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 APPENDIX A dominant. In an individual with two different alleles for a particular gene, the dominant allele determines the observed phenotype. epigenetics. Changes in an organism’s phenotype by changes in gene expression that are not a result of the organism’s genome sequence. FDCA. Food, Drug, and Cosmetic Act of 1938. GINA. Genetic Information Nondiscrimination Act of 2008. GWAS. Genome-wide association study. genotype. An individual organism’s entire, exact genetic makeup, including all its alleles—regardless of whether or not those alleles are expressed. HIPAA. Health Insurance Portability and Accountability Act of 1996. haplotype. A set of alleles on a chromosome that tend to be inherited together. HapMap. A haplotype map of a consensus human genome. The Hap- Map is a catalog of common genetic variants that occur in human beings. It describes what these variants are, where they occur in human DNA, and how they are distributed among people within populations and among populations in different parts of the world. heterozygous. Having two different variations (alleles) of a DNA sequence. highly penetrant. See penetrance. homozygous. Having two identical alleles for a particular DNA sequence. informed consent. An ethical and legal requirement in both clinical practice and in research with human participants that is necessary to ensure that an individual patient or client is aware of the risks and ben- efits of participating in research or of undergoing a clinical procedure. The individual must be informed of the nature of the procedure, pos- sible alternatives, and any costs and potential risks as well as benefits. LDT. Laboratory-developed test. MDA. Medical Device Amendments of 1976. Mendelian disorder. A disorder that has a strong association with a single gene. Also called a single-gene disorder.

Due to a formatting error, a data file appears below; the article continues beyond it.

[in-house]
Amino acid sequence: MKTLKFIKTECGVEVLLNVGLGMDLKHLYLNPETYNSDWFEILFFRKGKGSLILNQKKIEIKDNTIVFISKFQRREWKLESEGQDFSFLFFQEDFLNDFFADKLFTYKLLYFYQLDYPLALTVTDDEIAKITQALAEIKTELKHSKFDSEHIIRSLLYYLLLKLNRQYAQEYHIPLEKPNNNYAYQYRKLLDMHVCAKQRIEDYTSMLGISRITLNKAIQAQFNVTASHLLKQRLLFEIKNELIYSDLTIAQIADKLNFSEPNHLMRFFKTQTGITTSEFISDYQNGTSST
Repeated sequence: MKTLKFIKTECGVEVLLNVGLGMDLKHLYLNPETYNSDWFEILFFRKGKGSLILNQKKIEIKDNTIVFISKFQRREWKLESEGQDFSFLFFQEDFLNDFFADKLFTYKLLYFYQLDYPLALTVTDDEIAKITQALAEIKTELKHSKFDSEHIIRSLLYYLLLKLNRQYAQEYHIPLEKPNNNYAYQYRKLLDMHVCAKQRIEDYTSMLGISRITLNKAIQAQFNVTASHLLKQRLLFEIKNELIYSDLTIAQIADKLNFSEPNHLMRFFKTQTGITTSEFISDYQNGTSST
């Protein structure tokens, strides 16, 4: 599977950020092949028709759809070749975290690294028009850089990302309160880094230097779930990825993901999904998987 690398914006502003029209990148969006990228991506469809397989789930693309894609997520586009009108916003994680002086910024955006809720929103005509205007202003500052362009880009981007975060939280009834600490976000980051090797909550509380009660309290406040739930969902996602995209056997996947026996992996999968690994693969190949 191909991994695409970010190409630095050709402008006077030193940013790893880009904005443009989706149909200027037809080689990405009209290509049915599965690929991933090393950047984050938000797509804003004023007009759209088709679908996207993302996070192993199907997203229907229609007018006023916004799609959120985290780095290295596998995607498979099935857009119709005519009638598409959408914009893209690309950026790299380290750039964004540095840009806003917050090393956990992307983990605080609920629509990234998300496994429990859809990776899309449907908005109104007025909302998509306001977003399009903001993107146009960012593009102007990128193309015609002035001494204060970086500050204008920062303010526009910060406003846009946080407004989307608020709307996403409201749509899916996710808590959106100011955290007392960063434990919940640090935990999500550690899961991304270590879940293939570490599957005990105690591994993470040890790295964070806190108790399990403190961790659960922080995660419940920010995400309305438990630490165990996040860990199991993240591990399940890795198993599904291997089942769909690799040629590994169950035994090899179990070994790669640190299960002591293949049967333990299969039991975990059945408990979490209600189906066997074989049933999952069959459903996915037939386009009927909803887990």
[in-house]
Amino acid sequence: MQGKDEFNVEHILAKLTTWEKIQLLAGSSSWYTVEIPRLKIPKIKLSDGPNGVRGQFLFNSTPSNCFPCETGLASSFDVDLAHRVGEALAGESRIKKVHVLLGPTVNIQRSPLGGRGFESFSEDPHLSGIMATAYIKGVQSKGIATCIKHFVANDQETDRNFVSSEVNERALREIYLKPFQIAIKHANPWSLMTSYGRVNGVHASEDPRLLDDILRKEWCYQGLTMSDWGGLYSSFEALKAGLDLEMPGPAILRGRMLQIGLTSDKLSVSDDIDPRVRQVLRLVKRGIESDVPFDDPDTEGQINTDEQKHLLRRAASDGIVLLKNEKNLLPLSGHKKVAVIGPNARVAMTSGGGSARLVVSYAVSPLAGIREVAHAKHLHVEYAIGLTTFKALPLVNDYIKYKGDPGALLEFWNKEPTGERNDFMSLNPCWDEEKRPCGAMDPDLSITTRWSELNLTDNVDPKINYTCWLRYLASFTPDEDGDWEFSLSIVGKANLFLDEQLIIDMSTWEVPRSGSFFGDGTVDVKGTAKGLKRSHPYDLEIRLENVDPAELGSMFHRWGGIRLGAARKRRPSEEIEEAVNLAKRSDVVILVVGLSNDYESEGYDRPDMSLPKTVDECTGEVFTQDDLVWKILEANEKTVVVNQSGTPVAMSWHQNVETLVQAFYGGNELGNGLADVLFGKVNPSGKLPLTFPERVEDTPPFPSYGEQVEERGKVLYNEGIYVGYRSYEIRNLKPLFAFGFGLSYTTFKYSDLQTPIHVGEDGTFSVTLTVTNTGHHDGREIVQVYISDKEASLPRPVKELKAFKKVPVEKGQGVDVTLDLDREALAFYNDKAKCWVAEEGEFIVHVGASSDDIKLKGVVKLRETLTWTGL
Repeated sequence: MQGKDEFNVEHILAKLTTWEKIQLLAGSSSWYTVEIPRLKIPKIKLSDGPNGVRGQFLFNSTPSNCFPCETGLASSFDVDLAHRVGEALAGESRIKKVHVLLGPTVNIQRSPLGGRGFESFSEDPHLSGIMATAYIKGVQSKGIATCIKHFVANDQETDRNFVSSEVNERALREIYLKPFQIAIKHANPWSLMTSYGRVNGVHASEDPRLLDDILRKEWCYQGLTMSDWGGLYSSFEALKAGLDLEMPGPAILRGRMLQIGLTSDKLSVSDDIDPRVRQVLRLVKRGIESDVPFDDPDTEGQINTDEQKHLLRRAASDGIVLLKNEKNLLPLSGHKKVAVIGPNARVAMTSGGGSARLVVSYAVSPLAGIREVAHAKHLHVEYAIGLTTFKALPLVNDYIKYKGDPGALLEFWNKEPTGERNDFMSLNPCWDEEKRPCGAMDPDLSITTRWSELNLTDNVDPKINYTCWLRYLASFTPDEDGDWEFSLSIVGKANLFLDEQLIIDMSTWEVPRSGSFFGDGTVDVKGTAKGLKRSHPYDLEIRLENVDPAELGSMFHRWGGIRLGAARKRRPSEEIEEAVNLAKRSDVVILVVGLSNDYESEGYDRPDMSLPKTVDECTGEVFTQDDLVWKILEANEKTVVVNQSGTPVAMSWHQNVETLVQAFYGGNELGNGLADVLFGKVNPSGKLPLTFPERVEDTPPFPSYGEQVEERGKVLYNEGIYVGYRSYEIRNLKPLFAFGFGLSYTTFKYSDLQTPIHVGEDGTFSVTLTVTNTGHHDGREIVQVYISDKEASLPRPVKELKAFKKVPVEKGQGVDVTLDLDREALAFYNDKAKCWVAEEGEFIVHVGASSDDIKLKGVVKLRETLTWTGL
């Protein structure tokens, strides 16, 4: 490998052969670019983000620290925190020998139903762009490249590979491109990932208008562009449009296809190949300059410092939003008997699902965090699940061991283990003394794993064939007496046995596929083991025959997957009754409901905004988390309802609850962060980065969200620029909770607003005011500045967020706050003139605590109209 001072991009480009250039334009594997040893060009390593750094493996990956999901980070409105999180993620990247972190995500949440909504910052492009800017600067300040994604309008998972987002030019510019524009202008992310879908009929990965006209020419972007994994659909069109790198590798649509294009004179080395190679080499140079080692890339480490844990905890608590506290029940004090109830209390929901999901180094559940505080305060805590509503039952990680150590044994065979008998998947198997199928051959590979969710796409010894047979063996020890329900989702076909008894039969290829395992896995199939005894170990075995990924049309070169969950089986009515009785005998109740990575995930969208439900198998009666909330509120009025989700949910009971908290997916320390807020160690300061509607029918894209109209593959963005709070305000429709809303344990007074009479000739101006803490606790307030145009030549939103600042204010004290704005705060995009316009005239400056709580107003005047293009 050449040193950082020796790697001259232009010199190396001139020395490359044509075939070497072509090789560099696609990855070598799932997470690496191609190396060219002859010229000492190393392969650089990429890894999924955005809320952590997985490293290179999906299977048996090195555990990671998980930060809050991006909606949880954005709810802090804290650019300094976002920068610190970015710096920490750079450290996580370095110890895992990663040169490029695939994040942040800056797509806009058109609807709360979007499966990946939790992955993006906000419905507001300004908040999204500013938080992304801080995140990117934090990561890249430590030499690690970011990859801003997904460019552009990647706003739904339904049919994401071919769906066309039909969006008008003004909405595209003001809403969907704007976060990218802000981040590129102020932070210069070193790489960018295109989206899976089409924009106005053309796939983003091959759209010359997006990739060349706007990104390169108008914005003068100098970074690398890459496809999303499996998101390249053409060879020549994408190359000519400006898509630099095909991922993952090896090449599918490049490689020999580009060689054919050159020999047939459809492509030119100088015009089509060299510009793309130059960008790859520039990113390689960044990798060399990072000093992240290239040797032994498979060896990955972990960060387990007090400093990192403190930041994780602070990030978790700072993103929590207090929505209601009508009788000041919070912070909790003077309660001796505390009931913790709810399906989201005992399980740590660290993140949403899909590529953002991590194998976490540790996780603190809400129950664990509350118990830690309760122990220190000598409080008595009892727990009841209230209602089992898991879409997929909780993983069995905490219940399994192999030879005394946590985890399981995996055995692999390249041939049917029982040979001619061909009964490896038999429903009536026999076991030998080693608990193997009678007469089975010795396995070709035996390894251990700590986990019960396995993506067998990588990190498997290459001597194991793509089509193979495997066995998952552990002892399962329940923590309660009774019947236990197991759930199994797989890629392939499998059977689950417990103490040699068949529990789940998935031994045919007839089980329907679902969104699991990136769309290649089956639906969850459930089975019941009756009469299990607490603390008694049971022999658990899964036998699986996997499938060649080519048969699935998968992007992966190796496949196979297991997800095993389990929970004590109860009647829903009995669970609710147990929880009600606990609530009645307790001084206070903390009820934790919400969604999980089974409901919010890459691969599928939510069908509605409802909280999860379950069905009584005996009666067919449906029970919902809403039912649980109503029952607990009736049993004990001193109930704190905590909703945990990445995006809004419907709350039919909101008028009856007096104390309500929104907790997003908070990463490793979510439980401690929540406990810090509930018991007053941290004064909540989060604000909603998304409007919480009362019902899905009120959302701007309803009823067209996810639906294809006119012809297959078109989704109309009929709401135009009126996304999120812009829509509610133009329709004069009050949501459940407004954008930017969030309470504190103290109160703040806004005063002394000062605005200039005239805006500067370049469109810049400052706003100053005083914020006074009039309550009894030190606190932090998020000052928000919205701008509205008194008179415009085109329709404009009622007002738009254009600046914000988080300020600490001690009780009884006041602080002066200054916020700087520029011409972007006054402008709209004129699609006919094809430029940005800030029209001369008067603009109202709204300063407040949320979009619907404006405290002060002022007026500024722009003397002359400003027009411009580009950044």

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 APPENDIX A NHGRI. National Human Genome Research Institute, an institute of the National Institutes of Health. NICE: National Institute for Health and Clinical Excellence (United Kingdom). nutrigenomics: The study of how dietary constituents interact with spe- cific genes to affect health and risk of disease. penetrance. Within the universe of individuals who carry a particular allele, the proportion that actually express a phenotype associated with that allele. phenotype. The observable physical characteristics of an organism, as determined by its genetic makeup, epigenetic modifications, and typi - cally, by environmental influences. recessive. The traits encoded by a recessive allele in a particular gene will only be physically apparent if it is present in both copies of the gene and cannot therefore be “over-ridden” by a dominant allele. SACGHS. Secretary’s Advisory Committee on Genetics, Health, & Soci- ety. (Refers to the Secretary of Health & Human Services.) SNP. Single-nucleotide polymorphism. A variation within a genome wherein a single nucleotide differs from the consensus genome.